Showcasing an impressive distance of 620 miles (1,000 km), the Vision EQXX, an electric prototype sedan, was unveiled by the renowned German car manufacturer at the Consumer Electronics Show (CES) in January, following multiple teasers of this luxurious electric vehicle (EV) in the preceding months.
The luxury electric sedan, EQS, with a range of 441 miles, is poised to enter the market under the Mercedes brand. Mercedes aims to surpass this achievement with the upcoming EQXX, which is expected to achieve an impressive drag coefficient of 0.17, surpassing the EQS’s 0.20.
The “EQXX make design by Mercedes-Benz is the most efficient, incorporating aerodynamic features and battery innovations. In ideal conditions, the solar roofing can add up to 25 km (15 miles) per day, according to Mercedes’s statement. One of the standout features of Mercedes’s new luxury EV concept car is its 117-cell solar panel roof, which allows for extra range by charging ancillary systems in the car. The solar roof was developed as part of a collaboration with the Fraunhofer Institute for Solar Energy Systems.
At this magnitude, we cannot envision another company that has executed it, but worldwide window opening is not exclusive to the Ocean SUV. Through the vehicle’s California mode, it has the remarkable capability to retract all windows simultaneously. Additionally, the U.S.-Based electric car manufacturer Fisker’s Ocean SUV offers the Extreme model, which includes the choice for a solar roof.
The standard model Ocean will start at a price of $37,499. It will come with front-wheel drive and have a range of 250 miles (402 km) and produce 275 horsepower.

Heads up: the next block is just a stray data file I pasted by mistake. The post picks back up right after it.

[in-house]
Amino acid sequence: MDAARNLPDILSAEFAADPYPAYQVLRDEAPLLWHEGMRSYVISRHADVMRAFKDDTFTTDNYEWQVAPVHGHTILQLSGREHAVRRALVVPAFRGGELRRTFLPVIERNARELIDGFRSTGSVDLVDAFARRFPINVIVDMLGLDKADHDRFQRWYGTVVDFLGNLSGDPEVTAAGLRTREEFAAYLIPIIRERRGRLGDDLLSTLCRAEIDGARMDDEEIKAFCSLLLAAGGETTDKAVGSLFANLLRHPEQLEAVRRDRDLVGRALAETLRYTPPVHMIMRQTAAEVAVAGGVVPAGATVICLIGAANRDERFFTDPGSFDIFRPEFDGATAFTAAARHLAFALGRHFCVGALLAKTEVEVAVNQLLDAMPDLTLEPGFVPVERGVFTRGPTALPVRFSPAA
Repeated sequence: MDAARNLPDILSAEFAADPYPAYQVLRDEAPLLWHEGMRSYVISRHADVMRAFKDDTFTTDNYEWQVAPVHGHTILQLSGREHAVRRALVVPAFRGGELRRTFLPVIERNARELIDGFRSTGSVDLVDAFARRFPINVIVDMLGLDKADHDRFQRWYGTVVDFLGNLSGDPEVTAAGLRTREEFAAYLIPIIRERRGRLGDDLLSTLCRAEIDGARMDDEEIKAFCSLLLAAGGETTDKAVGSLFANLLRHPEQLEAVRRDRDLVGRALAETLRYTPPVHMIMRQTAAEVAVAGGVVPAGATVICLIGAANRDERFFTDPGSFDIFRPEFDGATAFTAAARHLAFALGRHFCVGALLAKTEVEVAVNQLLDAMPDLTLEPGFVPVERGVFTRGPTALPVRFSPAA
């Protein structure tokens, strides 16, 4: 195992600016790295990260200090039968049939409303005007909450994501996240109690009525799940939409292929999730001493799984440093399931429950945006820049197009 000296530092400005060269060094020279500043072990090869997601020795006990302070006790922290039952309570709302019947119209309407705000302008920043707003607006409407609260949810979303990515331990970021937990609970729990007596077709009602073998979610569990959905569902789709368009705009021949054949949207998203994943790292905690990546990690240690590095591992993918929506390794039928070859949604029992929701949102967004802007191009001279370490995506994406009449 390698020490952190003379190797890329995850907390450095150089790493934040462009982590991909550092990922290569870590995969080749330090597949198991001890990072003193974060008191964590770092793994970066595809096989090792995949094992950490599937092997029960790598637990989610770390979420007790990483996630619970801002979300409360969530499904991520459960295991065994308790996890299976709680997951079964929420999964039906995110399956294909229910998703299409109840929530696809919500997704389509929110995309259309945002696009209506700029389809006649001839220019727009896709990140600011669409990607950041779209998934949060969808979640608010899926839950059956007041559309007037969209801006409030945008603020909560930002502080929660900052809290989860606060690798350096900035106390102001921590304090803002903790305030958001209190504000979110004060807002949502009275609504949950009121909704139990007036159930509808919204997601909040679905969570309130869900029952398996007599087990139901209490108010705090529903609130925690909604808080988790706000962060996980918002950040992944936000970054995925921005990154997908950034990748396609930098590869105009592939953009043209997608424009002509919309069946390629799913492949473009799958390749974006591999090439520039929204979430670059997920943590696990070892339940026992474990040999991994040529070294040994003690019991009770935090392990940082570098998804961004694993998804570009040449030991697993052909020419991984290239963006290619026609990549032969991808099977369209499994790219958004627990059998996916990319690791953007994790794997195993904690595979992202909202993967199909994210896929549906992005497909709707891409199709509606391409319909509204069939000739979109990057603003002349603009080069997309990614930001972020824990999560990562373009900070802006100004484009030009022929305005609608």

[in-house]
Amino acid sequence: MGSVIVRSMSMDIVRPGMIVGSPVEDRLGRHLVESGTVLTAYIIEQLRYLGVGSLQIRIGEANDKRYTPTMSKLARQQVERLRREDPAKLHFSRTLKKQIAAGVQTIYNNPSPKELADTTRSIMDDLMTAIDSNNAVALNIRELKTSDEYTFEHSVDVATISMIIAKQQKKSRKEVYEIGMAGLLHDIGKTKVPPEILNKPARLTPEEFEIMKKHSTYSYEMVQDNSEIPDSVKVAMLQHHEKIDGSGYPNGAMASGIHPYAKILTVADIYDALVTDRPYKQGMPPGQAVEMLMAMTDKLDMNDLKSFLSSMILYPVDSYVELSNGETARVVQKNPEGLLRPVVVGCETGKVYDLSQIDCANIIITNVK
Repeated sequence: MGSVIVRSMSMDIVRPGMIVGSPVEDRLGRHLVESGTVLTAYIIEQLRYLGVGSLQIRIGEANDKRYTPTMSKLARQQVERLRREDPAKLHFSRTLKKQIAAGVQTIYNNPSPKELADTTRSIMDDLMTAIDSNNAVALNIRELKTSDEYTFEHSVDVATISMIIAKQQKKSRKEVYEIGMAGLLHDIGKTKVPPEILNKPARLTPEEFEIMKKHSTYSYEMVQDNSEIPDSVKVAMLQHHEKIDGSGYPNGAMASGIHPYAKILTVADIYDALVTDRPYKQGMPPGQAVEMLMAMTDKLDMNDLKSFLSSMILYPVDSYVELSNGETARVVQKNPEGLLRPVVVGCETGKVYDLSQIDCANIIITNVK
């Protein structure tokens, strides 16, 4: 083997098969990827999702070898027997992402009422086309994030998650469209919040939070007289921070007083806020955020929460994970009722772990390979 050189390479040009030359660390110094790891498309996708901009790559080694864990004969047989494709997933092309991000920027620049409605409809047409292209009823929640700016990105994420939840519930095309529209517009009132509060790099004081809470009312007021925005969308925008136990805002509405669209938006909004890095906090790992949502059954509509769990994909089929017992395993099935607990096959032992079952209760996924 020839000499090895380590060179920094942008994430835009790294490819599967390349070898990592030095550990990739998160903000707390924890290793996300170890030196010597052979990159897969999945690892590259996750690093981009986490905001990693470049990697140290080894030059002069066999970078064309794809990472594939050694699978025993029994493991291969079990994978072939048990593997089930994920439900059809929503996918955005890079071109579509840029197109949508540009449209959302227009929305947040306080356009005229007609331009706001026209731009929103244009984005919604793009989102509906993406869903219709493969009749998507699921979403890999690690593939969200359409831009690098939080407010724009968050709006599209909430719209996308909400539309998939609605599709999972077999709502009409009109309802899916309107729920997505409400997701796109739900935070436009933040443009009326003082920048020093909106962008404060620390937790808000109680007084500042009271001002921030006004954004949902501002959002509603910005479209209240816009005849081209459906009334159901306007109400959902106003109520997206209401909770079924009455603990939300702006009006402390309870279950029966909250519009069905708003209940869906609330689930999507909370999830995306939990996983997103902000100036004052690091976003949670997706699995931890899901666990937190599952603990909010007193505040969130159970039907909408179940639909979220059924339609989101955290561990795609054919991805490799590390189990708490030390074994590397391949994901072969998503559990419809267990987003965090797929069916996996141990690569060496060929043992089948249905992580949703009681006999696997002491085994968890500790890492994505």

The Ocean Ultra, priced at $49,999, offers both the Ultra and the Extreme models with four-wheel drive. It generates 550 horsepower and has a range of 340 miles (547 km). Additionally, it is equipped with a larger battery, accelerates from zero to 60 mph (100 kph) in 3.9 seconds, and can produce up to 540 horsepower.
Hyundai Ioniq 5
The Hyundai IONIQ 5 is designed to be driven in sunny locations with a high number of sunny days per year. According to Hyundai, the vehicle’s solar panel option can help increase the range by up to 1240 miles (2,000km) per year (approximately 3 miles per day). The two-wheel-drive option, when combined with the largest battery, allows for the longest range, reaching approximately 300 miles (480 km). Additionally, when equipped with the all-wheel-drive option, the IONIQ 5 can achieve top speeds of 115 mph (185 km/h). The car offers a 72.6-kWh battery that generates a combined power output of 225-kWh and 605 Nm of torque, and it is available with two drivetrains. There are two battery sizes available for the car. Hyundai has joined the solar-powered movement with the IONIQ 5, a vehicle that prioritizes sustainability and futuristic mobility.
Aptera’s Sol is a visually appealing solar-powered three-wheeler electric vehicle.